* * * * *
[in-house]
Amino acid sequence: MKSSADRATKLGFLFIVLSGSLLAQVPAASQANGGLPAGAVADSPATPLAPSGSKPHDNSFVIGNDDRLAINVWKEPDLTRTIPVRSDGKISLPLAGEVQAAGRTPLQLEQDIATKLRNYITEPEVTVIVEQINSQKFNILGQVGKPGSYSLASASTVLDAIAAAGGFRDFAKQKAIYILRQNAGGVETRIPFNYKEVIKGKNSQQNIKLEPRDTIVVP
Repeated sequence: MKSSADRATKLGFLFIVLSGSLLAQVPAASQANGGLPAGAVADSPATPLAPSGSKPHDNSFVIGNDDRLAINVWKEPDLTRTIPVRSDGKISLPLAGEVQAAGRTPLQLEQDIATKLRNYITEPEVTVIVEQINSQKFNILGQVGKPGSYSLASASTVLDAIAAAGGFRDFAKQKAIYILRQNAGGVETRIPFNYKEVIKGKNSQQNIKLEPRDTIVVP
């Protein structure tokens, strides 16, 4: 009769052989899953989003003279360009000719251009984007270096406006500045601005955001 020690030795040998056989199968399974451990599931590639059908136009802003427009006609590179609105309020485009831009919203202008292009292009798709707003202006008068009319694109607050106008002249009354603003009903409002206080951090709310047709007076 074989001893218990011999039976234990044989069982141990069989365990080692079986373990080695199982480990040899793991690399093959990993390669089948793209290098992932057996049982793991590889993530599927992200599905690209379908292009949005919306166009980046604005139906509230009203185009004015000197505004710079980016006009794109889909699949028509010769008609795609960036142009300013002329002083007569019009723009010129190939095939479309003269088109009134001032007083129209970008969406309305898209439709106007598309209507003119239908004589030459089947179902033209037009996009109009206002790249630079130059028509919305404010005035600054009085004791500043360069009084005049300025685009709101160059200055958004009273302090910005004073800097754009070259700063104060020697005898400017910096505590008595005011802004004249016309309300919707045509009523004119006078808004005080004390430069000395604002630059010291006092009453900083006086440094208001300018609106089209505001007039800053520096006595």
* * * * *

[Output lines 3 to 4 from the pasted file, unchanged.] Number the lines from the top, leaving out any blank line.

Repeated sequence: MKSSADRATKLGFLFIVLSGSLLAQVPAASQANGGLPAGAVADSPATPLAPSGSKPHDNSFVIGNDDRLAINVWKEPDLTRTIPVRSDGKISLPLAGEVQAAGRTPLQLEQDIATKLRNYITEPEVTVIVEQINSQKFNILGQVGKPGSYSLASASTVLDAIAAAGGFRDFAKQKAIYILRQNAGGVETRIPFNYKEVIKGKNSQQNIKLEPRDTIVVP
């Protein structure tokens, strides 16, 4: 009769052989899953989003003279360009000719251009984007270096406006500045601005955001 020690030795040998056989199968399974451990599931590639059908136009802003427009006609590179609105309020485009831009919203202008292009292009798709707003202006008068009319694109607050106008002249009354603003009903409002206080951090709310047709007076 074989001893218990011999039976234990044989069982141990069989365990080692079986373990080695199982480990040899793991690399093959990993390669089948793209290098992932057996049982793991590889993530599927992200599905690209379908292009949005919306166009980046604005139906509230009203185009004015000197505004710079980016006009794109889909699949028509010769008609795609960036142009300013002329002083007569019009723009010129190939095939479309003269088109009134001032007083129209970008969406309305898209439709106007598309209507003119239908004589030459089947179902033209037009996009109009206002790249630079130059028509919305404010005035600054009085004791500043360069009084005049300025685009709101160059200055958004009273302090910005004073800097754009070259700063104060020697005898400017910096505590008595005011802004004249016309309300919707045509009523004119006078808004005080004390430069000395604002630059010291006092009453900083006086440094208001300018609106089209505001007039800053520096006595």